Children's authors, of course, have been in the vanguard of those mixing word, image, music and something like gameplay. The masterpiece to date is arguably The Clock Without a Face, which updates the puzzle book for an interactive, internet generation.
Written by the distinctly pseudonymous Gus Twintig, the story is a whodunit. Someone has stolen the numbers from a priceless clock, the Emerald Khroniker. According to legend the clock was built by a pirate named Friendly Jerome, who stole a number each from 12 civilisations' finest clocks. The clock was then stolen from the pirate and in a long line of robberies it is now owned by billionaire Bevel Ternky. The numbers have been stashed on each of the floors of his apartment building.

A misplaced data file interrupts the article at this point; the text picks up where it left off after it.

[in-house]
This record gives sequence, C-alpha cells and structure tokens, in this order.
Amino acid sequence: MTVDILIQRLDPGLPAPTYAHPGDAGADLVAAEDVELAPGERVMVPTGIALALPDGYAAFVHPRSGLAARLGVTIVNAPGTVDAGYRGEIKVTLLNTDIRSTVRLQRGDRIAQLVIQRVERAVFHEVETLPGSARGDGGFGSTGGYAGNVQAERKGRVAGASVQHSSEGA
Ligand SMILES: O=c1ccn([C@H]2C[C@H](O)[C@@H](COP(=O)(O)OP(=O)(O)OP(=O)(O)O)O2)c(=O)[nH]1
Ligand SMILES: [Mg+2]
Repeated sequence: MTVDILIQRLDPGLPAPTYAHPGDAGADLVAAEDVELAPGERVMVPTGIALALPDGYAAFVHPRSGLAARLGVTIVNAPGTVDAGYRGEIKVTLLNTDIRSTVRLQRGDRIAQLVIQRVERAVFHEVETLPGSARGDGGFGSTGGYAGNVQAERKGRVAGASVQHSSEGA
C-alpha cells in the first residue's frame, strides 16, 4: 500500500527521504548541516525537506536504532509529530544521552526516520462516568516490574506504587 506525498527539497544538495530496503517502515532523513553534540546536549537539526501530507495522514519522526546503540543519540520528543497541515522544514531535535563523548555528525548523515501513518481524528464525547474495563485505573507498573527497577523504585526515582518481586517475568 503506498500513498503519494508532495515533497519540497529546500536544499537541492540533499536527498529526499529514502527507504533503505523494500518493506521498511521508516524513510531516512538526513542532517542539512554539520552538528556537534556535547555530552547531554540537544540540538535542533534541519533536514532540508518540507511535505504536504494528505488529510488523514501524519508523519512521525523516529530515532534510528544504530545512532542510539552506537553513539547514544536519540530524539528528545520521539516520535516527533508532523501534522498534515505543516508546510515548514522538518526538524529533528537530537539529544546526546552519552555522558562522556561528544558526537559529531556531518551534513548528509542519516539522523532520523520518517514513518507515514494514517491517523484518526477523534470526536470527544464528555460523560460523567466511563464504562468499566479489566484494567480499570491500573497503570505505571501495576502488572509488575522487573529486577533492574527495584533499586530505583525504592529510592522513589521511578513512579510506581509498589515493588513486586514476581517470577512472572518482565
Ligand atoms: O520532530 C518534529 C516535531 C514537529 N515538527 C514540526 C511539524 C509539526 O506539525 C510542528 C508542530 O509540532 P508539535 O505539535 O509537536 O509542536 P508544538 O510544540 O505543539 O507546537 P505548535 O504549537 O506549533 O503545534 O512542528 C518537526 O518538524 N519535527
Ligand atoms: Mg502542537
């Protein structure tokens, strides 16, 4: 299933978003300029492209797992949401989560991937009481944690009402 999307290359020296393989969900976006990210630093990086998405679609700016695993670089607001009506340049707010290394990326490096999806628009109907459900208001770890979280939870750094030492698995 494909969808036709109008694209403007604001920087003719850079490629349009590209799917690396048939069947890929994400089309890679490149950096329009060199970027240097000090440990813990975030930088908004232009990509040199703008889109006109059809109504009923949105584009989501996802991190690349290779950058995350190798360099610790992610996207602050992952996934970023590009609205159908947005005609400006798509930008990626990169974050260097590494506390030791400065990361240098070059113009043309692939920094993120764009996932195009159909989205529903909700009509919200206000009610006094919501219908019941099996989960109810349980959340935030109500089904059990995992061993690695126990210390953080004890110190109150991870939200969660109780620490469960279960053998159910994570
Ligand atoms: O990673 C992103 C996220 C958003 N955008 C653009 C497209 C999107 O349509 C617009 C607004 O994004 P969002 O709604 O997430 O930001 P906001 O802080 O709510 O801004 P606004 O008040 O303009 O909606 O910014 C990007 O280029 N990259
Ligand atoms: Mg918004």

The narrative updates those build-your-own-adventure gamebooks such as Steve Jackson and Ian Livingstone's The Warlock of Firetop Mountain. The reader, in the guises of our hero Detective Roy Dodge and his assistant, Twintig, proceeds through the building by traversing brightly illustrated and brilliantly designed interactive pages. We progress by solving anagrams, finding hidden pictures and unravelling brain teasers, with each directing the smart reader to the missing numbers.
The Clock Without a Face operates in ways that most fictional works simply can't. The really novel aspect of this novel is the way its virtual universe intersects with the real one. The clues are not just contained within the book but without: 12 emerald-studded numbers, made by jewellery designer Anna Sheffield, were hidden at highway rest stops in different states across the US - not much fun if you live in Hong Kong.